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MSHA surprise inspection finds coal burning near explosives

December impact inspections yield hundreds of citations

January 30, 2012
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coal mineMine Safety and Health Administration personnel conducting a special impact inspection at a Kentucky coal mine found more than they expected. After securing the phones and entering Coal Creek Mining LLC's No. 2 Mine in Floyd County, the MSHA team found a coal pile, five feet high and ten feet in diameter, on fire, and approximately 23 feet from an explosives storage magazine outside the mine.

Additionally, the storage magazine, which contained two cases of explosives, had not been secured against unauthorized entry. A clearly identified key was lying on top of the magazine. Furthermore, a 5-gallon oil bucket full of burning coal and other materials was discovered near the intake portals of the mine.

Other violations include allowing accumulations of loose coal (up to 30 inches in depth) beneath conveyor belts and drives as well as in the presence of ignition sources such as drive rollers and bottom belt rollers. Inadequate rock dusting was found at several locations in the mine. The operator also allowed the accumulation of float coal dust on top of previously rock-dusted surfaces throughout the belt entry and adjacent crosscuts. Float coal dust was present on the mine floor, roof and ribs, as well as on the conveyor belt structure and mining equipment.

An unwarrantable failure order was issued for failing to follow the approved ventilation plan that required the operator to keep roadways in the mine damp to suppress dust. Fine, powdery dust 24 inches deep was present along the entire length of the main roadway entry and section-haulage road entries.

More unwarrantable failure orders were issued for inadequate workplace hazard examinations, including on-shift conveyor belt examinations, weekly return air course examinations and weekly electrical equipment examinations. Following the December impact inspection, the operator was issued two 104(b) orders for failing to completely correct and abate hazards within the required time frame.

The most recent inspection resulted in 32 citations and 12 orders, which subsequently shut down the mine.

Actions against Coal Creek Mining were among the 321 citations and orders resulting from special impact inspections conducted at ten coalmines and three metal/nonmetal mines last month. The coal mines were issued 174 citations and 19 orders, while the metal/nonmetal operations were issued 112 citations and 16 orders.

These inspections, which began in force in April 2010 following the explosion at the Upper Big Branch Mine, involve mines that merit increased agency attention and enforcement due to their poor compliance history or particular compliance concerns, including high numbers of violations or closure orders; frequent hazard complaints or hotline calls; plan compliance issues; inadequate workplace examinations; a high number of accidents, injuries or illnesses; fatalities; and adverse conditions such as increased methane liberation, faulty roof conditions and inadequate ventilation.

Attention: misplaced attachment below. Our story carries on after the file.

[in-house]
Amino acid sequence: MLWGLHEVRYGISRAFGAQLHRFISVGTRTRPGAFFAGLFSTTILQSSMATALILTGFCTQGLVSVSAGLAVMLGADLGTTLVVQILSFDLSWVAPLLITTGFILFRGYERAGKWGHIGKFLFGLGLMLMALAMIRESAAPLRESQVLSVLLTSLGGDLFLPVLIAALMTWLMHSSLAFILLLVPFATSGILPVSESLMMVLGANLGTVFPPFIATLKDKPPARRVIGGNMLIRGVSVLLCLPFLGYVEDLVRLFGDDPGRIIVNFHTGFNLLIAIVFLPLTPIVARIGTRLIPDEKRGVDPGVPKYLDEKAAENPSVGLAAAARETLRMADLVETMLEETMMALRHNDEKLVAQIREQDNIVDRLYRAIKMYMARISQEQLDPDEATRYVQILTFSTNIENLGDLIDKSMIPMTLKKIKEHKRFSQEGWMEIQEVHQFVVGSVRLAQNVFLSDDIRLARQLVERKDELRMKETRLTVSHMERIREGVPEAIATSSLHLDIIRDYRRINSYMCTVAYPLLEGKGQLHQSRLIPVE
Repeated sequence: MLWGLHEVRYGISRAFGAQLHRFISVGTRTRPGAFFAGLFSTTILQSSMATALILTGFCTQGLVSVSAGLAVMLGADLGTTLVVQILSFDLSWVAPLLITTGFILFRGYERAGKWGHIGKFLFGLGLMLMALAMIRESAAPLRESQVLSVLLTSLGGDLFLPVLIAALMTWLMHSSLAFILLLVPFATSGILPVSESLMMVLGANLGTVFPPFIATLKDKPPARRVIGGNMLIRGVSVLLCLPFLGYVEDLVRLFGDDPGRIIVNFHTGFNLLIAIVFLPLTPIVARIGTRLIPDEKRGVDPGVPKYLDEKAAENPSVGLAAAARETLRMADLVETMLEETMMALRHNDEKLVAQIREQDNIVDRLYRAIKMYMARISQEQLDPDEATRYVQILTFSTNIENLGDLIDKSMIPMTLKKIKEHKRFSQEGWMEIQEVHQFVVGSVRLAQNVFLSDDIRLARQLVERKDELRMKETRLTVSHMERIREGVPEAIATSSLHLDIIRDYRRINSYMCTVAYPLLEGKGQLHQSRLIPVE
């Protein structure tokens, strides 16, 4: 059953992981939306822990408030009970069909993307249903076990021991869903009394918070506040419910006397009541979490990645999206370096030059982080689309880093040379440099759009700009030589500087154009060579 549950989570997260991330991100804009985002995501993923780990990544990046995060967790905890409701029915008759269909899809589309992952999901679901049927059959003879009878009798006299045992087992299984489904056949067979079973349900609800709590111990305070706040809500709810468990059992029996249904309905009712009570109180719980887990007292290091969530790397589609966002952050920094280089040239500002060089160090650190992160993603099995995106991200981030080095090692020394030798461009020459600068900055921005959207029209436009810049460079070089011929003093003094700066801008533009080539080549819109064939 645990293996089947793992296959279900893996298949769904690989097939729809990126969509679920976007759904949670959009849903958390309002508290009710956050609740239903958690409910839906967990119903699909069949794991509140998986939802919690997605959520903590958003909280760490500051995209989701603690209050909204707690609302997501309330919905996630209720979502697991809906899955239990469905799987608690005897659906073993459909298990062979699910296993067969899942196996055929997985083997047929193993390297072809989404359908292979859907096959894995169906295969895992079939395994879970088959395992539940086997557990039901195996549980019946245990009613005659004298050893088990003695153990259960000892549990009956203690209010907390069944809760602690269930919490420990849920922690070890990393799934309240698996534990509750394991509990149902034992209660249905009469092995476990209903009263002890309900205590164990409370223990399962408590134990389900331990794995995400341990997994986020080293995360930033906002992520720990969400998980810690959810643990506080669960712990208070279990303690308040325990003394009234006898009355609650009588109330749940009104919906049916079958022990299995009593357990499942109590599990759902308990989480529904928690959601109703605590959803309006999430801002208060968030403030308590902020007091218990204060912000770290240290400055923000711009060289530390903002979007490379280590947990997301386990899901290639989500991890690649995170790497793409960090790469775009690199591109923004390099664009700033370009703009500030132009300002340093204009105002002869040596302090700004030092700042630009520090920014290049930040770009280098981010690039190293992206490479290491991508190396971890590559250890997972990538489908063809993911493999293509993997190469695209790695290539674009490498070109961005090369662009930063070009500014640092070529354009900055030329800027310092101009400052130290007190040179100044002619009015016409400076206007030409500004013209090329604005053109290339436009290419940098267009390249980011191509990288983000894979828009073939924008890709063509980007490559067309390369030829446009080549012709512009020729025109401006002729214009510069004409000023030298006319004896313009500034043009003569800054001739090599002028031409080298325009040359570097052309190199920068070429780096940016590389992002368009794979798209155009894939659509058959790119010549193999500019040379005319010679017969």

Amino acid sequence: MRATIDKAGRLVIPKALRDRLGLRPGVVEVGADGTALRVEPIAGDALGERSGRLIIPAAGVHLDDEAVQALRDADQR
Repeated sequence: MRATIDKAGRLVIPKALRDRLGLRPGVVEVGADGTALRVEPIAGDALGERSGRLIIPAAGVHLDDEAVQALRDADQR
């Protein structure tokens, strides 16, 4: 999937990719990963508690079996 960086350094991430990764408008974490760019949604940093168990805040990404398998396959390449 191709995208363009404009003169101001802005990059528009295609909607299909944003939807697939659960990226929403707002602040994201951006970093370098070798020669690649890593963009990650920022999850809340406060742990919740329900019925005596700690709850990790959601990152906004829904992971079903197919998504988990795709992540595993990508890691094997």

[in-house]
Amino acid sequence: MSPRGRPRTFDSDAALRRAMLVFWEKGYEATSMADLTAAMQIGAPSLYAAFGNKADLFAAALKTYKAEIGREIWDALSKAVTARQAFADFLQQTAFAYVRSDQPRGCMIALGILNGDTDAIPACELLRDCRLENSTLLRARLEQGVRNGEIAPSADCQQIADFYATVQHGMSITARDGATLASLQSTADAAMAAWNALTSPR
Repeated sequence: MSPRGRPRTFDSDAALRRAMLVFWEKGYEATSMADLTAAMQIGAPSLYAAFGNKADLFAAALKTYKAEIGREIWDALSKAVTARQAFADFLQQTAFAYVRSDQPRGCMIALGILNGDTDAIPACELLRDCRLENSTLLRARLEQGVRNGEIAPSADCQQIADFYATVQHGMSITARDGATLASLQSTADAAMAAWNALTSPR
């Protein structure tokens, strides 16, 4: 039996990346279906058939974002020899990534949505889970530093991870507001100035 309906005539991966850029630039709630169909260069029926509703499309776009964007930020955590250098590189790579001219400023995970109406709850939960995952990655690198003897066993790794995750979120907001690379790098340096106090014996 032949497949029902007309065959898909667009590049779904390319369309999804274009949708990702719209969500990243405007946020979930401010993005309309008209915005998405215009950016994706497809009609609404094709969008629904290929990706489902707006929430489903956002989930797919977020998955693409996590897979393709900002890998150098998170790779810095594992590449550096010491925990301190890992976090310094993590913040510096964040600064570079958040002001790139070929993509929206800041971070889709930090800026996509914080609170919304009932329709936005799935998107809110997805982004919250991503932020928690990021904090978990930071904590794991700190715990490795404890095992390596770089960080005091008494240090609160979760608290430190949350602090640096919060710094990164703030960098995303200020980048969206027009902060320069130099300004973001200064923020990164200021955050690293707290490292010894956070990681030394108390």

An impact inspection Dec. 16-23 at Hecla Limited's Lucky Friday Mine in Shoshone County, Idaho resulted in 59 citations and 15 orders to Hecla Ltd. and 22 citations to Cementation USA Inc., an independent contractor.

Among the violations cited was a repeated failure to maintain established ground support systems throughout the mine. In addition, ground support fixtures in several areas had not been installed or torqued properly; shafts had not been systematically inspected, tested and maintained, and steel structures in the shaft were not kept clean of hazardous materials; multiple areas of the mine had not been provided with two separate escapeways; explosives magazines had not been constructed and located to protect miners from the risk of unintended explosions; underground shop doors were improperly constructed to ensure fire protection; elevated walkways in multiple areas were not provided with substantially constructed handrails; and travel areas were not kept clean and orderly, resulting in slip, trip and fall hazards.

Two miners died at Lucky Friday Mine in 2011. In December, seven miners were trapped underground when a roof fall occurred, three of whom required hospitalization.

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